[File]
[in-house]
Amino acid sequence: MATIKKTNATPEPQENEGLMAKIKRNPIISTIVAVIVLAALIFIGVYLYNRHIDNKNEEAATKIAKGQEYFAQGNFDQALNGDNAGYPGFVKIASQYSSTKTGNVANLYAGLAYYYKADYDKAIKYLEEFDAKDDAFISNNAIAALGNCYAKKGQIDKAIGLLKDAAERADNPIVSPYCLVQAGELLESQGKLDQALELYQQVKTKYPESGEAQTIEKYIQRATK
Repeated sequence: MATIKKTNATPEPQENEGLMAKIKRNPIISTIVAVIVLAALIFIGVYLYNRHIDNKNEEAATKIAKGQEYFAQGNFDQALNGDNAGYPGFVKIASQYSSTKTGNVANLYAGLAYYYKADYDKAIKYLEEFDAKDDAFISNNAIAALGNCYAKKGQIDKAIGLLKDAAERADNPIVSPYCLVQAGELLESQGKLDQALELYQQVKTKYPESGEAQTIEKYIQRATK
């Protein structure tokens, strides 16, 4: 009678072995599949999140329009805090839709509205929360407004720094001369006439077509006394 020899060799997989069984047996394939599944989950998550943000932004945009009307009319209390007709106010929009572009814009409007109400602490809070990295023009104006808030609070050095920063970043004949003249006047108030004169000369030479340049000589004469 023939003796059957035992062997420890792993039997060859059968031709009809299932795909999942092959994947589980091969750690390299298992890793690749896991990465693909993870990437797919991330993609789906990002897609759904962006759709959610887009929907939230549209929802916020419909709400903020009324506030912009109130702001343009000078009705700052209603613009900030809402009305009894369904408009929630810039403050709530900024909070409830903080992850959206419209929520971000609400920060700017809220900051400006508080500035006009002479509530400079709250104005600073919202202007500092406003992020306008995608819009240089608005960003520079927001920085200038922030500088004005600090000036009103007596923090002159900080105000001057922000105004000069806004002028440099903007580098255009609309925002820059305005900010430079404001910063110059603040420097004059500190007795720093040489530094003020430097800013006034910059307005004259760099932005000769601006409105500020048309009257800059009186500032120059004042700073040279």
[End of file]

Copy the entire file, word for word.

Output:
[in-house]
Amino acid sequence: MATIKKTNATPEPQENEGLMAKIKRNPIISTIVAVIVLAALIFIGVYLYNRHIDNKNEEAATKIAKGQEYFAQGNFDQALNGDNAGYPGFVKIASQYSSTKTGNVANLYAGLAYYYKADYDKAIKYLEEFDAKDDAFISNNAIAALGNCYAKKGQIDKAIGLLKDAAERADNPIVSPYCLVQAGELLESQGKLDQALELYQQVKTKYPESGEAQTIEKYIQRATK
Repeated sequence: MATIKKTNATPEPQENEGLMAKIKRNPIISTIVAVIVLAALIFIGVYLYNRHIDNKNEEAATKIAKGQEYFAQGNFDQALNGDNAGYPGFVKIASQYSSTKTGNVANLYAGLAYYYKADYDKAIKYLEEFDAKDDAFISNNAIAALGNCYAKKGQIDKAIGLLKDAAERADNPIVSPYCLVQAGELLESQGKLDQALELYQQVKTKYPESGEAQTIEKYIQRATK
């Protein structure tokens, strides 16, 4: 009678072995599949999140329009805090839709509205929360407004720094001369006439077509006394 020899060799997989069984047996394939599944989950998550943000932004945009009307009319209390007709106010929009572009814009409007109400602490809070990295023009104006808030609070050095920063970043004949003249006047108030004169000369030479340049000589004469 023939003796059957035992062997420890792993039997060859059968031709009809299932795909999942092959994947589980091969750690390299298992890793690749896991990465693909993870990437797919991330993609789906990002897609759904962006759709959610887009929907939230549209929802916020419909709400903020009324506030912009109130702001343009000078009705700052209603613009900030809402009305009894369904408009929630810039403050709530900024909070409830903080992850959206419209929520971000609400920060700017809220900051400006508080500035006009002479509530400079709250104005600073919202202007500092406003992020306008995608819009240089608005960003520079927001920085200038922030500088004005600090000036009103007596923090002159900080105000001057922000105004000069806004002028440099903007580098255009609309925002820059305005900010430079404001910063110059603040420097004059500190007795720093040489530094003020430097800013006034910059307005004259760099932005000769601006409105500020048309009257800059009186500032120059004042700073040279």